Want a Project? Here’s a Half-Track that Needs Everything

Every so often, we find something at auction that cries out for just the right buyer. This early World War II halftrack is just such a case.

m2-overview

m2-6120As you can see, this M2 (serial number 6120 of about 13,500 M2s made from 1940 to 1943) is lacking all its armor aft of the A pillar, plus the windshield assembly, plus all the stuff that was attached there. It does have an intact driveline that needs maintenance but does work — pretty amazing after at least 73 years.

One of the most interesting things is the original 6-cylinder flathead motor, still trucking after all these years. If you look closely right of center, you can see the “White” script trademark cast into the engine block.

m2-motor

This picture shows the other side of the motor in its native habitat:

m2-original-motor

Reproduction and restoration parts for halftracks are available, but you see what we mean when we say this vehicle needs the right buyer. (Welding and riveting skills a plus!)

While the body is mostly missing (lets you pick your own variant, perhaps), the office looks pretty much untouched since GI Joe last turned it in.

m2-office

The M2 was used as an artillery tractor, mechanized MG squad bus, and reconnaissance track, whilst the more common M3 (~45k built) and less common International Harvester M5 and M9 (~11,000 built) were mostly used as infantry carriers. All variants of halftrack were made into specialized AA, field artillery / tank destroyer, and other special-purpose vehicles, and many of them were supplied to American allies both under Lend-Lease and postwar.

They soldiered on with Israel through the Yom Kippur War, and served in South America into the 21st Century. Bolivia still may operate some ex-Argentine models (or they may have run out of spares, always a problem for the poorest nation on the continent).

How this one¬†wound up at a US Government auction this month, with a minimum bid of $7,000, is anybody’s guess, but there’s a hell of a story in there.

Minimum bid is $7k, and you’ll have to pay a 10% kicker and Illinois state taxes, and remove it within eight days of the auction close (which is 28 September).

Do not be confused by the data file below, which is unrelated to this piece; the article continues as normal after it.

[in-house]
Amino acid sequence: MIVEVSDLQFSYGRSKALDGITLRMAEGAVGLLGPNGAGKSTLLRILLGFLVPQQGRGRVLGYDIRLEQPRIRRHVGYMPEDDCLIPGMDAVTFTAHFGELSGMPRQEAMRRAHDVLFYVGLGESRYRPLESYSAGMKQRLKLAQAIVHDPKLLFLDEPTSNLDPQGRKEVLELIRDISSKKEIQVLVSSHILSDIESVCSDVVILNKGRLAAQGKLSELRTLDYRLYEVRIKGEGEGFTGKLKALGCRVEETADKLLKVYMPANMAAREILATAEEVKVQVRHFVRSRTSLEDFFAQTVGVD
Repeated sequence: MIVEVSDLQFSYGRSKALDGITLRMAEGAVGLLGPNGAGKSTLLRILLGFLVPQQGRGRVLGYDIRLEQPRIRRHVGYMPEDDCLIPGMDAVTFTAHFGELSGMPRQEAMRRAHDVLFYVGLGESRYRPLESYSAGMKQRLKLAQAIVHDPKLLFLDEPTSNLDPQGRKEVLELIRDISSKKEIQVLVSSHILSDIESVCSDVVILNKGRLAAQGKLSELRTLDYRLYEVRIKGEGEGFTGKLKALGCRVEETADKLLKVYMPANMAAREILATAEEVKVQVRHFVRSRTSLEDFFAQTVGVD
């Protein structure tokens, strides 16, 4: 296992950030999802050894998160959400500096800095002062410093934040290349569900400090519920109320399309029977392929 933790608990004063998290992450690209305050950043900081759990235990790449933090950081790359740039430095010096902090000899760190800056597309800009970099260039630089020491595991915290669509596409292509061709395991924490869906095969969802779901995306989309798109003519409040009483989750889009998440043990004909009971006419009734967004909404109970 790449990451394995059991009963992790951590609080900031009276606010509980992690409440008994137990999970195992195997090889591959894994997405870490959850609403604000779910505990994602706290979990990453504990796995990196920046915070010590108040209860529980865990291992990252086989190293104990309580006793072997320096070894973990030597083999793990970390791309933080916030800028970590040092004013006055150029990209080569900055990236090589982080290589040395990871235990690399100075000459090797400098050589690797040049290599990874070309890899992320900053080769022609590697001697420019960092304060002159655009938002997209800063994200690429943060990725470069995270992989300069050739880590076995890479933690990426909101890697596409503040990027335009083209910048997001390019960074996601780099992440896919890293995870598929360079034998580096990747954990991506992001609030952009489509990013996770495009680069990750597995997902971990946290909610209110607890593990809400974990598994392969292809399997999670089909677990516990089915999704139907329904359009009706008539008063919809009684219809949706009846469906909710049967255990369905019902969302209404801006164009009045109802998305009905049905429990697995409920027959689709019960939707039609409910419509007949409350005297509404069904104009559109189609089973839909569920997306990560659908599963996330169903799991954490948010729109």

M2 Half Track Truck
ITEM NUMBER 766646
LOCATION
Maywood, Illinois, United States. 60153
AUCTION DATE
Sep 28, time TBD

METER READING 41 Hours
SERIAL # M2 6120
White 6 Cylinder Engine, Manual Transmission, Stake Sides, Bench Seating, Tool Box, Additional Undercarriage Components

via Surplus M2 Half Track Truck in Maywood, Illinois, United States (GovPlanet Item #766646).

It does seem to have a second flatbed-load of bogie and idler wheels and other gear, all of which look like they could use overhaul. At that link there are over 100 photos and a video of the motor running (it’s image number 55 if you want to skip ahead in the gallery).

If you buy it, we’ll come out to Illinois and help you load it!

8 thoughts on “Want a Project? Here’s a Half-Track that Needs Everything

  1. Sommerbiwak

    Looks like a fun project to restore. Though I would just overhaul and paint it and keep the flatbed with sofa as is. It is part of its story. Looks like a great vehicle for excursions or old war vehicle meetings to drive guests around.

    Sadly I do not live in the US. And the paperwork for import to Germany as notionally an armoured vehicle would be a nightmare…

  2. John M.

    Were halftracks any good for anything? They seem like the worst of both worlds. They also seem to have gone out of style.

    -John M.

    1. Sommerbiwak

      Yes,yes they are good. They are more mobile in rough terrain than wheeled trucks and more or less as easy to build as normal trucks. And without fancy clutch arrangements you get a decent offroad performance. Nowadays with cheaper gear boxes and electronic helpers these advantages are less needed as wheked trucks can go most places a half track can go. Although there are kits nowadays to replace the four wheels on an off road truck with tracks to gain lower ground pressure. But that is a niche application and normal wheels plus all wheel drive plus modern gear boxes and electronic assistance are enough for like 99% of situations.

      1. RSR

        Look at the surface area of the tracks vs surface area of wheels in contact with the ground. Think of halftracks sort of like having snowshoes that better support, don’t as quickly sink into, soft ground… Especially important as the weight being hauled by the vehicle increases….
        There are propulsion benefits as well as Sommerbiwak notes.

        Tracks are more difficult and time consuming to repair than simply changing a tire, but during WW2, natural rubber was in very limited supply and a precious commodity, so all things considered using metal instead of rubber was probably a net materiel gain.
        Synthetic rubber from petroleum was first created in quantity during WW2 b/c of the shortage in natural rubber from SE Asia and synthetic rubber, not the natural stuff, has become “rubber” as we know it today…

        1. Hognose Post author

          The primary ingredient in halftrack tracks was (and is) rubber. Most operators worldwide (museums, collectors) are still working off tracks the Israelis made, and surplused when they finally retired the ancient vehicles.

  3. 11B-Mailclerk

    Put Granny and Ellie Mae seated on the couch in back, Jed riding shotgun, and Jethro driving. That track almost looks like a prop from The Beverly Hillbillies.

  4. Raoul Duke

    Go to halftracks DOT com.

    You can buy all the parts to resurrect this beast…and be amazed at how much “project” units cost these days.

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